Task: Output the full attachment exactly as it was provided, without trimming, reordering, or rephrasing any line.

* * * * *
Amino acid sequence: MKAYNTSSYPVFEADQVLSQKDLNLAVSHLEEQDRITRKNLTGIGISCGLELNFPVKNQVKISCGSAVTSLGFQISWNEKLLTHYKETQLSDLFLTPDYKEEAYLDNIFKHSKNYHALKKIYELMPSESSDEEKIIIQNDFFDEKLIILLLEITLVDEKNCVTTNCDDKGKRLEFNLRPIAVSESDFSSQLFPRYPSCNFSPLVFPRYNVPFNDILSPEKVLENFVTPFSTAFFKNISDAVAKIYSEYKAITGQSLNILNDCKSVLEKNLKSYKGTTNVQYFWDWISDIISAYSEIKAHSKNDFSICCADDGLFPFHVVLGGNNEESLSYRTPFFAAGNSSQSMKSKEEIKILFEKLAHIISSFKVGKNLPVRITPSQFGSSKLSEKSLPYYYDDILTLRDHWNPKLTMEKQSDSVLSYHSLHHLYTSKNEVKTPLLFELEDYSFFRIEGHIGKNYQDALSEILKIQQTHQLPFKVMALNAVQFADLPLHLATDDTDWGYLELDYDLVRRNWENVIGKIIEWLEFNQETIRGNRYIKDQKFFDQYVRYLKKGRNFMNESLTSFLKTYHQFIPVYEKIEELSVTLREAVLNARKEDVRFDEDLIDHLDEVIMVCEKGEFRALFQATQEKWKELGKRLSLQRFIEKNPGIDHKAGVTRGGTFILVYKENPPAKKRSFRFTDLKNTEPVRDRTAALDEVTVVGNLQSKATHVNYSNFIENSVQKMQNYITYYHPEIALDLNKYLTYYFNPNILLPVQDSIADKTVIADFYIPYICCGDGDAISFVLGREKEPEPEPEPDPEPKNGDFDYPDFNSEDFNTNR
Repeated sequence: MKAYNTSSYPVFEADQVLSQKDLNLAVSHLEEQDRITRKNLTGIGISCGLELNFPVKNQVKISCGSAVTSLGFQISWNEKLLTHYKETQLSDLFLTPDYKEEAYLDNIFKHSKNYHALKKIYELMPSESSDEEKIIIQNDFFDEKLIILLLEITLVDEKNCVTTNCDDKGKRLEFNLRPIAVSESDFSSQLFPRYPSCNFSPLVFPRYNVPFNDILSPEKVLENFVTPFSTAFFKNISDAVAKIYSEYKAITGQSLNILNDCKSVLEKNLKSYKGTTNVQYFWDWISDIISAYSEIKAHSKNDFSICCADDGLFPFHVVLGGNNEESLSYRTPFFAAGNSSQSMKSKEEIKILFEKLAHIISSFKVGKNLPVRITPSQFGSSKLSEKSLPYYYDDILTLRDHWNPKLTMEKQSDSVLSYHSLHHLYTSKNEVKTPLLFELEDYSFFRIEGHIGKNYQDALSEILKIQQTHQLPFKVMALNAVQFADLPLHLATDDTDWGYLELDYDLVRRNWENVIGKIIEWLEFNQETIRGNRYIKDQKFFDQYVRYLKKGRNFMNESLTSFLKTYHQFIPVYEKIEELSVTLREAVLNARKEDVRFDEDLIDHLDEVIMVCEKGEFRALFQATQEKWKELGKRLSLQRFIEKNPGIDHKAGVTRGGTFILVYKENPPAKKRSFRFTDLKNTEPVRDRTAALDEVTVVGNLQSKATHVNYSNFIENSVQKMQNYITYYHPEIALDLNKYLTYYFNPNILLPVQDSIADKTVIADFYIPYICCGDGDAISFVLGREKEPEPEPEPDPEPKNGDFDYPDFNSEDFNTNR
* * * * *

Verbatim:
Amino acid sequence: MKAYNTSSYPVFEADQVLSQKDLNLAVSHLEEQDRITRKNLTGIGISCGLELNFPVKNQVKISCGSAVTSLGFQISWNEKLLTHYKETQLSDLFLTPDYKEEAYLDNIFKHSKNYHALKKIYELMPSESSDEEKIIIQNDFFDEKLIILLLEITLVDEKNCVTTNCDDKGKRLEFNLRPIAVSESDFSSQLFPRYPSCNFSPLVFPRYNVPFNDILSPEKVLENFVTPFSTAFFKNISDAVAKIYSEYKAITGQSLNILNDCKSVLEKNLKSYKGTTNVQYFWDWISDIISAYSEIKAHSKNDFSICCADDGLFPFHVVLGGNNEESLSYRTPFFAAGNSSQSMKSKEEIKILFEKLAHIISSFKVGKNLPVRITPSQFGSSKLSEKSLPYYYDDILTLRDHWNPKLTMEKQSDSVLSYHSLHHLYTSKNEVKTPLLFELEDYSFFRIEGHIGKNYQDALSEILKIQQTHQLPFKVMALNAVQFADLPLHLATDDTDWGYLELDYDLVRRNWENVIGKIIEWLEFNQETIRGNRYIKDQKFFDQYVRYLKKGRNFMNESLTSFLKTYHQFIPVYEKIEELSVTLREAVLNARKEDVRFDEDLIDHLDEVIMVCEKGEFRALFQATQEKWKELGKRLSLQRFIEKNPGIDHKAGVTRGGTFILVYKENPPAKKRSFRFTDLKNTEPVRDRTAALDEVTVVGNLQSKATHVNYSNFIENSVQKMQNYITYYHPEIALDLNKYLTYYFNPNILLPVQDSIADKTVIADFYIPYICCGDGDAISFVLGREKEPEPEPEPDPEPKNGDFDYPDFNSEDFNTNR
Repeated sequence: MKAYNTSSYPVFEADQVLSQKDLNLAVSHLEEQDRITRKNLTGIGISCGLELNFPVKNQVKISCGSAVTSLGFQISWNEKLLTHYKETQLSDLFLTPDYKEEAYLDNIFKHSKNYHALKKIYELMPSESSDEEKIIIQNDFFDEKLIILLLEITLVDEKNCVTTNCDDKGKRLEFNLRPIAVSESDFSSQLFPRYPSCNFSPLVFPRYNVPFNDILSPEKVLENFVTPFSTAFFKNISDAVAKIYSEYKAITGQSLNILNDCKSVLEKNLKSYKGTTNVQYFWDWISDIISAYSEIKAHSKNDFSICCADDGLFPFHVVLGGNNEESLSYRTPFFAAGNSSQSMKSKEEIKILFEKLAHIISSFKVGKNLPVRITPSQFGSSKLSEKSLPYYYDDILTLRDHWNPKLTMEKQSDSVLSYHSLHHLYTSKNEVKTPLLFELEDYSFFRIEGHIGKNYQDALSEILKIQQTHQLPFKVMALNAVQFADLPLHLATDDTDWGYLELDYDLVRRNWENVIGKIIEWLEFNQETIRGNRYIKDQKFFDQYVRYLKKGRNFMNESLTSFLKTYHQFIPVYEKIEELSVTLREAVLNARKEDVRFDEDLIDHLDEVIMVCEKGEFRALFQATQEKWKELGKRLSLQRFIEKNPGIDHKAGVTRGGTFILVYKENPPAKKRSFRFTDLKNTEPVRDRTAALDEVTVVGNLQSKATHVNYSNFIENSVQKMQNYITYYHPEIALDLNKYLTYYFNPNILLPVQDSIADKTVIADFYIPYICCGDGDAISFVLGREKEPEPEPEPDPEPKNGDFDYPDFNSEDFNTNR